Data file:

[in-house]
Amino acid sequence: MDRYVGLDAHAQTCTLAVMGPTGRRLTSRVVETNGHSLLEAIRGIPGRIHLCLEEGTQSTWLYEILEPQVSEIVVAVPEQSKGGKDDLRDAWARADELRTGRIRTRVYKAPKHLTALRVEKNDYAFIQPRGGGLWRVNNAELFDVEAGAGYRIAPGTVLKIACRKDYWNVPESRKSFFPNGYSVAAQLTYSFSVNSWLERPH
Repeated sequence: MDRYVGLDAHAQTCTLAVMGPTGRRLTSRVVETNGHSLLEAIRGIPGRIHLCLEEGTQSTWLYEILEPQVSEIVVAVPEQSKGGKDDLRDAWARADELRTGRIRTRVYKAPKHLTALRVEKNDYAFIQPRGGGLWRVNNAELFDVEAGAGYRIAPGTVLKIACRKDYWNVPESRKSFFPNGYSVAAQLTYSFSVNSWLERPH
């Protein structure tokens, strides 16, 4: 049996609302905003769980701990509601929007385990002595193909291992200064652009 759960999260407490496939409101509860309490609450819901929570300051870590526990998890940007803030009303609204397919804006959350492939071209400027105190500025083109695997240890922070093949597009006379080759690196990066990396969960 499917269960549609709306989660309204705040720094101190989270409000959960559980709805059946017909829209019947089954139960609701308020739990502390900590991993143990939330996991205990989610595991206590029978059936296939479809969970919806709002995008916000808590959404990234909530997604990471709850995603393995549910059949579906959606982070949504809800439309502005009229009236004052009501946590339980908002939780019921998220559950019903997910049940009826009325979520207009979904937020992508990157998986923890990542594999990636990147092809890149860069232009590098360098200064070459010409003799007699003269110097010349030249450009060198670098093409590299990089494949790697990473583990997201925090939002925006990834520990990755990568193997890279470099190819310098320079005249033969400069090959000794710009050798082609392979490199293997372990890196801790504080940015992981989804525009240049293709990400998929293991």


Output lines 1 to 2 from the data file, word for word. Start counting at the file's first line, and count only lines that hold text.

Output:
[in-house]
Amino acid sequence: MDRYVGLDAHAQTCTLAVMGPTGRRLTSRVVETNGHSLLEAIRGIPGRIHLCLEEGTQSTWLYEILEPQVSEIVVAVPEQSKGGKDDLRDAWARADELRTGRIRTRVYKAPKHLTALRVEKNDYAFIQPRGGGLWRVNNAELFDVEAGAGYRIAPGTVLKIACRKDYWNVPESRKSFFPNGYSVAAQLTYSFSVNSWLERPH